dimanche 5 avril 2009

A tale of two riots

The kettling all the protesters got at the police riot in London recently and the heated events in the Strasbourg resistance march reveal the repression and violence inherent in capital social relations. The coaslescence of systemic economic, political and social crises (in the real sense of the term, crisis as in 'Things could go either way.') is adding further ingredients and catalysts to the conditions for its own destruction.

The G20 event was something forced upon the flailing bourgeois cadaver cabin crew to psychologically prop up the faith of its followers in the idea that things can be reorganised so that they can resume living in the manner to which they were accustomed. This vapid dronefest clashed with a major NATO summit (that undead organistion) in a way that either signalled a clear statement of intent ("The extortion and violence are going to carry on get used to it.") or (my interpretation) near panic in the higher echelons of the rotting social order. But, again, the gatherings themselves conjured up their own gravediggers.

The protest cadre in Britain and France on the streets in recent days confronted different state tactics but with the same end in view - to criminalise, stigmatise and terrorise the protesters and to send out a clear message that active dissent will not be tolerated. Both London and Strasbourg were effectively locked down for the duration of the G20 and NATO 'celebrations', with Strasbourg under police seige to prevent demonstrators getting anywhere near the worthy undead that came paying hommage to NATO. ATOW, there is little information about the exact developments of the NATO counter-demonstration, save for the usual scandalised tone of condemnation about a few windows being smashed and things being set on fire. (It's an obvious thing to say, but it is wearisome to read papers/reports that moralise about demonstrations that turn 'violent' and yet a few pages later or a couple of days earlier, are celebreating the latest NATO operation despite the collateral damage, the latest country to send troops into the pit of the Afghan 'campaign' or the fact that Sarkozy has joined the pointless club). But the salient features of the last week's protest is that the movement is energised, mobile and intelligent (though perhaps tactically naive...) and that the state forces are having to spend more time and money in countering them.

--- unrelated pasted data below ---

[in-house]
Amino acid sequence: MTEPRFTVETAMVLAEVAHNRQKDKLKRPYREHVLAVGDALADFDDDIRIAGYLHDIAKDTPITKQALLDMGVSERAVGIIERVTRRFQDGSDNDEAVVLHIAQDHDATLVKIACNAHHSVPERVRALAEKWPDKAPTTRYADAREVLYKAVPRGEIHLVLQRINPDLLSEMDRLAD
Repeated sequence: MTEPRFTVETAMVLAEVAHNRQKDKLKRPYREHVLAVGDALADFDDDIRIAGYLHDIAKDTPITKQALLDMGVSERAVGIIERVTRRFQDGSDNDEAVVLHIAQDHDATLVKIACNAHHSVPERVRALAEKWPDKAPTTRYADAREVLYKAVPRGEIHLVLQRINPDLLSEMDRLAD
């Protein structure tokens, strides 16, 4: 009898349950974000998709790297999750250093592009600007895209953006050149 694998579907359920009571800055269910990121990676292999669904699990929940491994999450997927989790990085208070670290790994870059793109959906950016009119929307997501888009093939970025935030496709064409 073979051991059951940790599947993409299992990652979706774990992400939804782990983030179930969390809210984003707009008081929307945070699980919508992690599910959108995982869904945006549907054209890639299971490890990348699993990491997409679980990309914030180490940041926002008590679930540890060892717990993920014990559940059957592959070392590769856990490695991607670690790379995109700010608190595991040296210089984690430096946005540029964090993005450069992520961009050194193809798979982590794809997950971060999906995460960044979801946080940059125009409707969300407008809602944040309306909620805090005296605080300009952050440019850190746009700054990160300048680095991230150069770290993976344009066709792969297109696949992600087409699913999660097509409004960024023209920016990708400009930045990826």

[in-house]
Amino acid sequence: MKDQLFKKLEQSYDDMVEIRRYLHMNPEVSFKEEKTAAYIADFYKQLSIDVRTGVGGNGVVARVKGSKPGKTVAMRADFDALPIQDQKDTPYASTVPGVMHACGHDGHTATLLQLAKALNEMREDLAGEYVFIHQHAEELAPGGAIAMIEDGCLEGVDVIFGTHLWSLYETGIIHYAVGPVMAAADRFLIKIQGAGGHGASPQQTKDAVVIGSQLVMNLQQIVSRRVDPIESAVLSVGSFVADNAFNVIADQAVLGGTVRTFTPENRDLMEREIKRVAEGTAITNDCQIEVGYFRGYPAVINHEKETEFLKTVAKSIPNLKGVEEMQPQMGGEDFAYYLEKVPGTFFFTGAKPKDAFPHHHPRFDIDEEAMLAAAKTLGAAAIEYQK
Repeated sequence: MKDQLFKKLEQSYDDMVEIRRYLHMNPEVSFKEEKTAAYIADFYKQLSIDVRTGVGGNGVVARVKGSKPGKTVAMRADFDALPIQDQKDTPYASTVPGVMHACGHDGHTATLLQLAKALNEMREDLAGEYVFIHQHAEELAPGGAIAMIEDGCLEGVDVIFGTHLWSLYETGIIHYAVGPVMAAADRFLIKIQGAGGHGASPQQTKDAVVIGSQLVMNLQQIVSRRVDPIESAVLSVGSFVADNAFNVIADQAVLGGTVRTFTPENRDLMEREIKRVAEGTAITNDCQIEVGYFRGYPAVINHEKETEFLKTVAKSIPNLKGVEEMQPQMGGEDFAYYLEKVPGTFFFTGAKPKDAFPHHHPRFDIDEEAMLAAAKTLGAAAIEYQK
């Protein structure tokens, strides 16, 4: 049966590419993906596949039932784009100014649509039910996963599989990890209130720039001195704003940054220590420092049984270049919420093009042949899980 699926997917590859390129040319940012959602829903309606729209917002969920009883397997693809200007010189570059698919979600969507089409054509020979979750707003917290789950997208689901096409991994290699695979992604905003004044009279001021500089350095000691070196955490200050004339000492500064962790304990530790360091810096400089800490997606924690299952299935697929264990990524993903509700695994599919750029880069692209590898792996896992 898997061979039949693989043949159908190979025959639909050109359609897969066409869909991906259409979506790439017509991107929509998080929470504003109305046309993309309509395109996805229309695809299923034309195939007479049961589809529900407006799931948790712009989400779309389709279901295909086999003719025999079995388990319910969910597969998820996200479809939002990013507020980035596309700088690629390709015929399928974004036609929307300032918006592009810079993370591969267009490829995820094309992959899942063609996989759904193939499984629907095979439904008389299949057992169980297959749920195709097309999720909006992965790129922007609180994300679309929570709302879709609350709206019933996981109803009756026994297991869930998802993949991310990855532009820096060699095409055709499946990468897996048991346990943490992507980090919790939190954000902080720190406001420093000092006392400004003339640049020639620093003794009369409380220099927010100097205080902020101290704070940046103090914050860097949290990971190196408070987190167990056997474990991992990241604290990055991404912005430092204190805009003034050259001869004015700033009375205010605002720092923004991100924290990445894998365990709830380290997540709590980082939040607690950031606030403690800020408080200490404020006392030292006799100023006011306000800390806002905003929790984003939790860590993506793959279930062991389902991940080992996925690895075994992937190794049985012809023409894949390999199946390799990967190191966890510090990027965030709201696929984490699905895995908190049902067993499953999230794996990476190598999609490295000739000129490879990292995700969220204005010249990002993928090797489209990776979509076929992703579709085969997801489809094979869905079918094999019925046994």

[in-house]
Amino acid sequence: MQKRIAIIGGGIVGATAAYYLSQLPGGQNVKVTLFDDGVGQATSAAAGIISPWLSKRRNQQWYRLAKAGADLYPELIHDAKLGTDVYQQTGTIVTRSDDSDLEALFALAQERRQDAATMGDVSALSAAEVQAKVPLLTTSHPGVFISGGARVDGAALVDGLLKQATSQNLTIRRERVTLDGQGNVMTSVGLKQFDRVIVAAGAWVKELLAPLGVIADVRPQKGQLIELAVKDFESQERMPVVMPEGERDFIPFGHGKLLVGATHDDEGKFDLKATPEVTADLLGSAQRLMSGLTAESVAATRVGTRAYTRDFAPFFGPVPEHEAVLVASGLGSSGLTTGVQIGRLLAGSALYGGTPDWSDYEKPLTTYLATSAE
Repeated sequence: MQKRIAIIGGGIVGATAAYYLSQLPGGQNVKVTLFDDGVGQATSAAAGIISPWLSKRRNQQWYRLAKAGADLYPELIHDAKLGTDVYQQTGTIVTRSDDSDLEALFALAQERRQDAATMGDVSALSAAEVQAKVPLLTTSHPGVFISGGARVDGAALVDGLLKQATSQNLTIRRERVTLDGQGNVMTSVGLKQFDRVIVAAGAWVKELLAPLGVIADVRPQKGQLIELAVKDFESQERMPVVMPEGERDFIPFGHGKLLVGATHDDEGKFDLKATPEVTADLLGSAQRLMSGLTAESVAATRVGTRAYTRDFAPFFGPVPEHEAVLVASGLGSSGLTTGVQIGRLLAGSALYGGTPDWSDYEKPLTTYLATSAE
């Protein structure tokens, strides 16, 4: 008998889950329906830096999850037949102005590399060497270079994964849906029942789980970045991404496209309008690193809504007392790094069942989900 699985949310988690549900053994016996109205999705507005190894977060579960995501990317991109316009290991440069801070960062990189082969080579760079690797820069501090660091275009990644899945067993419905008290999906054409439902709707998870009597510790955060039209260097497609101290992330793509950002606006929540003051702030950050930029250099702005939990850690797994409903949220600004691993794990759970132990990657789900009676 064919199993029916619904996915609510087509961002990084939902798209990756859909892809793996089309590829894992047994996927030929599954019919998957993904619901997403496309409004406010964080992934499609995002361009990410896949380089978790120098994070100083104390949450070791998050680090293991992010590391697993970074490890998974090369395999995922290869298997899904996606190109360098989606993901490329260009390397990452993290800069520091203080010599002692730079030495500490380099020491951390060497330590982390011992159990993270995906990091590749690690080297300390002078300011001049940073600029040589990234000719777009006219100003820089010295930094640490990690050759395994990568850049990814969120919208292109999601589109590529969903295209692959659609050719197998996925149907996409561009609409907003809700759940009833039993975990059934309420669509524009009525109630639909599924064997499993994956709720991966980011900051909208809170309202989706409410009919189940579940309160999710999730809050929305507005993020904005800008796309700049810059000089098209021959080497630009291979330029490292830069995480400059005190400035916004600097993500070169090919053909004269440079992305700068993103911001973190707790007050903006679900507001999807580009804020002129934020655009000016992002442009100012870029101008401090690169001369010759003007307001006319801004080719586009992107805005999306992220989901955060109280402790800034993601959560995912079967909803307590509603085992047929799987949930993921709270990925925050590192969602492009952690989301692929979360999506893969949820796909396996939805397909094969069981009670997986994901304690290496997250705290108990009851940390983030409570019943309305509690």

The police provoked riots (and death, let us not forget) in London made a lot of people across Europe more determined to counter the grey slabs of repression being set up, metaphorically and literally, throughout the West. Hence "Protest groups have said they want to bring chaos to the NATO summit and police warn that clashes at the G20 meeting in London earlier this week have fuelled tensions."

OK. These initial responses to the unpresidented economic and social crisis from the European working class, were relatively small affairs - about 100 000 marchers in total for the two protests - and bourgeois scribblers will, at this moment, be scratching away about how peaceful protest has been hijacked by hooded anarchists, that the mob has no answers to the crisis and that the kettling was more effective than the seige of Strasbourg, or vice versa. But they, and the elites, know that for every demonstrator on the street there is another thousand in the towns, inner-cities and banliues all feeling the same anger and righteous sense of injustice and who are waiting for the chance to turn the chaos our way. As a first step, then, these demos are more than encouraging. The second step would be to draw in worker occupations and unite these two sources of opposition.

Protests insufficient for the kind of change we foresee, of course, but imagine if the G20 and NATO fests had been met with no protest at all, just cheering adulators and sight seers....

Articulate anger - spread sedition - ferment revolution